IDS resists battle to oust him


Iain Duncan Smith threw down the gauntlet to Tory plotters last night.

He hit back after the party's biggest donor, betting magnate Stuart Wheeler, declared the case for ditching him was "absolutely overwhelming".

The attack from the man who gave the party £5 million before the last election started a day of feverish rumours and signs that rebels were stepping up their efforts. But Mr Duncan Smith warned his Shadow Cabinet that anyone trying to oust him would face a bloody battle.

In what was effectively an ultimatum, he insisted: "I have earned the right to lead this party and I am sticking to that."

Mr Duncan Smith does not believe the plotters have enough support to trigger a leadership contest. So he is daring them to try.

Reports of new pressure on the leader had been racing through Tory ranks. Five former Ministers were said to be about to demand that he go and the 25 MPs needed to call a leadership election were reported to have been assembled.

Lost confidence

A TV report even said that ultra-loyal Chief Whip David Maclean had told Mr Duncan Smith he had lost the confidence of his MPs and should step down. Mr Maclean immediately issued a statement dismissing the idea as "fantasy".

But reports persisted that he had told Mr Duncan Smith support was ebbing away. The meeting was said to have prompted the leader's tough line with his Shadow Cabinet.

A senior leadership source fiercely denied that Mr Maclean warned Mr Duncan Smith it was his last chance to "go gracefully".

He said the chief whip knew Mr Duncan Smith would regard it as "cowardice" to resign when the 25 names had not been produced.

Asked what he would do if the names did emerge the source conceded: "That is a different matter."

It all added to a powerful sense at Westminster of momentum building behind moves to ditch the leader. Many Tories believe he will be gone by Christmas and bookmakers William Hill stopped taking bets on his survival.

Loyal MPs believe the rebels are stepping up their efforts because they believe Parliamentary Standards Commissioner Sir Philip Mawer is likely to clear Mr Duncan Smith of any impropriety over payments to his wife Betsy for secretarial work. That would make it harder to unseat him.

The seriousness of the crisis was underlined when party chiefs sent Shadow Chancellor Michael Howard onto live television to reject the rumours as "absolute fantasy" and urge Tory MPs to get behind Mr Duncan Smith.


The day of rumour and conspiracy had begun with the onslaught from Mr Wheeler.

He said of Mr Duncan Smith: "He doesn't come over at all as a potential prime minister. He comes over as weak. He won't capture any significant number of Labour or Liberal Democrat votes, I think.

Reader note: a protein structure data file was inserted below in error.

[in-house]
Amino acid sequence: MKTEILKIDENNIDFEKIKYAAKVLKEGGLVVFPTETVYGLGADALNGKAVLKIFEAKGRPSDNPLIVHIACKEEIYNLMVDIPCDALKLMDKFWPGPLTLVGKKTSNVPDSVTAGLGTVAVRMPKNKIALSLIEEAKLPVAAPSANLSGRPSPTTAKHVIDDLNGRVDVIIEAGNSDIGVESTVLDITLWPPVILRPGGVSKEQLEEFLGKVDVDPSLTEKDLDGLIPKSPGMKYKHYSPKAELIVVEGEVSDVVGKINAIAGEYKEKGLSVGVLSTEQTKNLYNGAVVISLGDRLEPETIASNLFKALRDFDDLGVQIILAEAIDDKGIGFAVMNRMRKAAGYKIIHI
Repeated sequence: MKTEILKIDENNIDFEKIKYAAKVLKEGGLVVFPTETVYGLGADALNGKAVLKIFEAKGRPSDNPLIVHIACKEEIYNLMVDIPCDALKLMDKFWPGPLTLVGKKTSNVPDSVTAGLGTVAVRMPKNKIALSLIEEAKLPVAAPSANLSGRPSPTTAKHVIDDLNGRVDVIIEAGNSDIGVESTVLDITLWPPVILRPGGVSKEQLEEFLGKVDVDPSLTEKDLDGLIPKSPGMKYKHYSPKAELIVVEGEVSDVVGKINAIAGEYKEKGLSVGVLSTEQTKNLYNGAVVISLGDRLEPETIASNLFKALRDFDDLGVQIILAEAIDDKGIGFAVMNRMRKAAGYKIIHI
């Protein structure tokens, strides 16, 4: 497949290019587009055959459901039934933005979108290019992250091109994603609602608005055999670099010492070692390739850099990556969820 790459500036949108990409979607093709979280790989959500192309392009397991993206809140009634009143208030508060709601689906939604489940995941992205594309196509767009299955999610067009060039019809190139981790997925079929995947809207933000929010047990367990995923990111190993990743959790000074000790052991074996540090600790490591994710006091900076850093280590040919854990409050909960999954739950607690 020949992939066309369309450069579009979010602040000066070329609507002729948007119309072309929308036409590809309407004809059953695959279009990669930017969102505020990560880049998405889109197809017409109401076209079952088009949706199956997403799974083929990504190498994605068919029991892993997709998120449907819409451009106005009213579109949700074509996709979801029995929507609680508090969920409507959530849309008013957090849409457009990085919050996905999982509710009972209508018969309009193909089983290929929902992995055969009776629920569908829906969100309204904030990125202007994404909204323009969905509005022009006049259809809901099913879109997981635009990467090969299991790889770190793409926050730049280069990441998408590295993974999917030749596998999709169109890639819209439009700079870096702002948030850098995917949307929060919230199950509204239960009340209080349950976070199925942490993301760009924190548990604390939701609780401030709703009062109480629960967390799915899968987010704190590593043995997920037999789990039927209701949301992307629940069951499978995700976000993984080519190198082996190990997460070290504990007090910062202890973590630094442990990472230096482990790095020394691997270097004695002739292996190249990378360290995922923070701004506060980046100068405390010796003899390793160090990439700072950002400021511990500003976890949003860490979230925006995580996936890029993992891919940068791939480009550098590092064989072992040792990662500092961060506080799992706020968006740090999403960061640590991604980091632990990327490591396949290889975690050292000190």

"That is a catastrophe, really, when Labour is so weak."

Mr Wheeler said Mr Duncan Smith deserved praise for ending the party's civil war over Europe and unveiling new policies. But he went on: "In spite of that, I'm afraid, he should go because he is terribly bad at communicating."

He said Tory MPs had a "duty" to amass the 25 names needed to force a confidence vote.

Mr Wheeler insisted he did not belong to any Tory faction, saying there were potential new leaders on both the Left and the Right.

The suggestion that IDS is costing the Tories money is especially important as recent declarations to the Electoral Commission showed a sharp decline in donations.

Leadership sources hit back by insisting Mr Wheeler had not been a significant donor for years and was unlikely to give much more. One senior official said: "Donors do not run the party. They do not decide policy and they do not pick the leader."

Former Tory treasurer Lord Ashcroft also tried to dispel the suggestion that donors were deserting. The peer, who has given the party at least £1 million and loaned £2 million more, insisted he would dig deep again at election time. But he conceded that the party currently looked like "a gaggle of squabbling losers".

Tough line

With pressure mounting, Mr Duncan Smith took a tough line at a tense 45-minute meeting with his front bench team. He told them: "I am aware that there are rumours and speculation about my leadership".

But he made it clear that any attempt to oust him would cause the party major damage. Shadow Cabinet members, many of whom are actively conspiring against him, banged the table in an apparent show of support.

The spectacle of a Tory leader being reduced to threatening his supposed closest colleagues was almost unprecedented. Even John Major only accused a few of his line-up of being "bastards", and even then he did not realise he was being recorded.

There was more tension at the weekly gathering of the backbench 1922 Committee where it was assumed the plotters would act if they had enough names. But no coup materialised at a meeting which lasted just eight minutes.

The non-event did nothing to calm speculation, however. One backbencher said: "It is clear there is a momentum building. There are furtive meetings going on."

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